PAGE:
In the course of its 500 years, Hampton Court Palace has been home to many famous figures, and the setting of many historic British events.
In his new book The Palace, Gareth Russell sets out to tell the complete history of the great building through its many rooms and the many people who lived there – clergy, Royals, aristocrats, Lord Protectors, and staff alike.
‘Talk a walk through the rooms and the years of Hampton Court and see how one building has shaped Britain, Ireland and its citizens.’
At the beginning of the book there are some helpful family trees of Monarchs who lived at Hampton Court, starting with the Tudors and ending with the Windsors. You could almost say that, through the preface, Russell begins at the end, telling the reader about the night of Queen Elizabeth II’s coronation ball at the Palace – one of the last royal events held there and the first for a long time.
We then go back in time, to the very start.
As anyone who has read one of Russell’s books before will know, his research is thorough and he gives the readers all the information they need, and then some. We get to know many different characters from the beginning of Hampton Court’s existence, right through to the Royals themselves, alongside their many friends, enemies, mistresses and staff.
The one downside is how much information is given to you in such a short amount of time, from the day-to-day lives of the staff to the design of the building to background stories of nearly every person mentioned. I find this more of a downfall at the start of the book as we are introduced to many different people, almost all at once, to try and get through the period of time between the creation of some sort of building at Hampton, to Wolsey’s time when it became a palace. It can be overwhelming sometimes. While still being very informative, you definitely have to be fully focused on the book!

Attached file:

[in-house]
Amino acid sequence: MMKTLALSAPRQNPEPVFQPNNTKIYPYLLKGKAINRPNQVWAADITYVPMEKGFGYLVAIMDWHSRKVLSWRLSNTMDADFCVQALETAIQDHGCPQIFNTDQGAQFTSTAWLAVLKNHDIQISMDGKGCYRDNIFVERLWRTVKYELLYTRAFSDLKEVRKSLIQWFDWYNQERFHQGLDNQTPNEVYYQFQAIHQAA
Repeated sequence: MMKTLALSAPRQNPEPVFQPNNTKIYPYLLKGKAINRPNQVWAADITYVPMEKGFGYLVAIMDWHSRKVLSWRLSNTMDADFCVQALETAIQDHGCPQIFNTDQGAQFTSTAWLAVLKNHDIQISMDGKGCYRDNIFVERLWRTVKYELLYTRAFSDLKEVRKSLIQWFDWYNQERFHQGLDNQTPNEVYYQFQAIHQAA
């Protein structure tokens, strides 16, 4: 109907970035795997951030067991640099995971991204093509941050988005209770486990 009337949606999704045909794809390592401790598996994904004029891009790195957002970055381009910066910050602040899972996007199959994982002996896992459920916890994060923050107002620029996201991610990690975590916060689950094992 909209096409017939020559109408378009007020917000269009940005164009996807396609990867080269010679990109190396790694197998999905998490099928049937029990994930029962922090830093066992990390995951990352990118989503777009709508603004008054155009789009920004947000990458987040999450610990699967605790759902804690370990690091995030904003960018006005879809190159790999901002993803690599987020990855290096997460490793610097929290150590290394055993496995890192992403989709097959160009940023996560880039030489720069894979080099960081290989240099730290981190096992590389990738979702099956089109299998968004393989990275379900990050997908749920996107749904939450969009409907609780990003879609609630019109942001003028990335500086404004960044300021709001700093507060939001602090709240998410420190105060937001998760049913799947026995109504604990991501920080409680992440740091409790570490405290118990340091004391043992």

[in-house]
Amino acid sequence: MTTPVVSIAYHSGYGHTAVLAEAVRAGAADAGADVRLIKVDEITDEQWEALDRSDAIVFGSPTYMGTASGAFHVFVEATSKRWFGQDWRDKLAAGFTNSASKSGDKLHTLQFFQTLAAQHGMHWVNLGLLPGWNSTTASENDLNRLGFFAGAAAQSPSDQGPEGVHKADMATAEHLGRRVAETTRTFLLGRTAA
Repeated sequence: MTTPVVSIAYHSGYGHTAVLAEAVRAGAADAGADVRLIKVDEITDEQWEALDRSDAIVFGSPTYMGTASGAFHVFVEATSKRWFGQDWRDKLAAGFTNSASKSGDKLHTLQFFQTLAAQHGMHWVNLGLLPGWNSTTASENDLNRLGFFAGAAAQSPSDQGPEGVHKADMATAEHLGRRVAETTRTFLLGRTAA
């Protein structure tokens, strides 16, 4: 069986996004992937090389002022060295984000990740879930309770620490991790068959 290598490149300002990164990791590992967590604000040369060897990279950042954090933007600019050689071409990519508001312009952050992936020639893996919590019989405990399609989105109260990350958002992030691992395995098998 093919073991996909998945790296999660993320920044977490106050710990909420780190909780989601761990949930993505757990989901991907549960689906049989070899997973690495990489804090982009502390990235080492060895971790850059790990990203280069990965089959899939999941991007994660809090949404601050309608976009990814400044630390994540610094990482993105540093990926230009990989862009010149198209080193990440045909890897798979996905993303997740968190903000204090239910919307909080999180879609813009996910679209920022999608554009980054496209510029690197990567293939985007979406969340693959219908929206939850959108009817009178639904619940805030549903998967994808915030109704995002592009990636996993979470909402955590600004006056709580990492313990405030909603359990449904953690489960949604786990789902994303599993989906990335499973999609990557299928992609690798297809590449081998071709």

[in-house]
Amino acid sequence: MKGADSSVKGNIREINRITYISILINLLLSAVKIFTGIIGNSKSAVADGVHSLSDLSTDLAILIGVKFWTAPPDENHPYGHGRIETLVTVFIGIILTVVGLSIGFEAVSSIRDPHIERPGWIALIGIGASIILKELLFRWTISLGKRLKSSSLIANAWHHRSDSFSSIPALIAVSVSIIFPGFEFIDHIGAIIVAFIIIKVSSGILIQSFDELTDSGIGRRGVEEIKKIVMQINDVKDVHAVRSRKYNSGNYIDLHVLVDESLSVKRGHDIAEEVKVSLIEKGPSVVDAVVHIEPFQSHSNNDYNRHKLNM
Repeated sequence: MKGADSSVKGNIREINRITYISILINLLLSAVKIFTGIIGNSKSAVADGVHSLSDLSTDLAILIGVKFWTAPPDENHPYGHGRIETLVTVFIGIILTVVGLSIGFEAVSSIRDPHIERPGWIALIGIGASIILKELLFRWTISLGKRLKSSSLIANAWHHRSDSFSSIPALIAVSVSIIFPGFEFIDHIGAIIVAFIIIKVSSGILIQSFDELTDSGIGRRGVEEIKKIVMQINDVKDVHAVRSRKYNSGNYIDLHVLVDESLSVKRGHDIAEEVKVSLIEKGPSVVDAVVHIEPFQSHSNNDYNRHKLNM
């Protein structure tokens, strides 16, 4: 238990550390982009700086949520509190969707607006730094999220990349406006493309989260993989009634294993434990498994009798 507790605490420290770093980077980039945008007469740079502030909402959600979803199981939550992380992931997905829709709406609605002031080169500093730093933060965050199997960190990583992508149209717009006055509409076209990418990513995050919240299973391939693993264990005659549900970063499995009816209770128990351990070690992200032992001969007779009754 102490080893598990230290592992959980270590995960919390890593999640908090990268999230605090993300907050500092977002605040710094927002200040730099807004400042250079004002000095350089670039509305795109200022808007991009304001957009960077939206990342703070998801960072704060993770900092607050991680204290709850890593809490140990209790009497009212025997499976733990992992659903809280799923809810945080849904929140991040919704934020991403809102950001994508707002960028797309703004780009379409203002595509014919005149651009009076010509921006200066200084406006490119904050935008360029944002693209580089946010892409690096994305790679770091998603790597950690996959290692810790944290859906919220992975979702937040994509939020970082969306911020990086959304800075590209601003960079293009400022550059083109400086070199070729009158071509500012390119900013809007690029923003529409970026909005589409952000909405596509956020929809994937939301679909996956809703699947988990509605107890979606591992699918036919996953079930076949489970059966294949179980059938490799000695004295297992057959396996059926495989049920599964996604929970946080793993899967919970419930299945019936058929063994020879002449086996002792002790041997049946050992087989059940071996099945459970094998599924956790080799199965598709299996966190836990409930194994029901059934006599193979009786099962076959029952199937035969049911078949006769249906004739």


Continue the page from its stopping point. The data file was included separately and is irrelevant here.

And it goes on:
The writing makes you feel as if you are walking through each room being described, watching the events unfold as if you were right in the middle of them, and care about the subjects as if you knew them. One of the moments which stand out most to me is the telling of the new Stuart dynasty’s first Christmas in England, in 1603. Russell makes you feel as if you are in the audience of Anne of Denmark’s masque, watching her and her ladies perform in Elizabeth I’s modified dresses.
Each chapter centres on a different area of the Palace, and the many events that have taken place there and how those events came to be or what stemmed from them. The events do not always have something to do with the Royal Family, though of those that do, many are tragic – the downfall of Catherine Howard, or the death of Oliver Cromwell’s daughter, Elizabeth. As we get into the Hanoverian reign, these royal events become less significant, historically-speaking. One chapter, for instance, centres on the Chocolate Kitchen and the rise of drinking chocolate in Britain with George I.
There are helpful notes at the end of some pages to give you more context, and each chapter starts with a little epigraph, or quote, from a poem or story, in some way related to the chapter or the individuals in it.
The bulk of the book focus on the Tudor dynasty, which is to be expected, as they are the dynasty most associated with the Palace.
But there is so much more to learn about the fantastic building in this book; I’m sure royal fans and history fanatics, who know so much about Hampton Court already, will find out something new in the process, while those who know nothing will learn everything they need to know in the 300+ pages.
Overall, The Palace is a fantastic look at the history of four different countries, four different families and one unique building. Russell really makes history a fascinating read!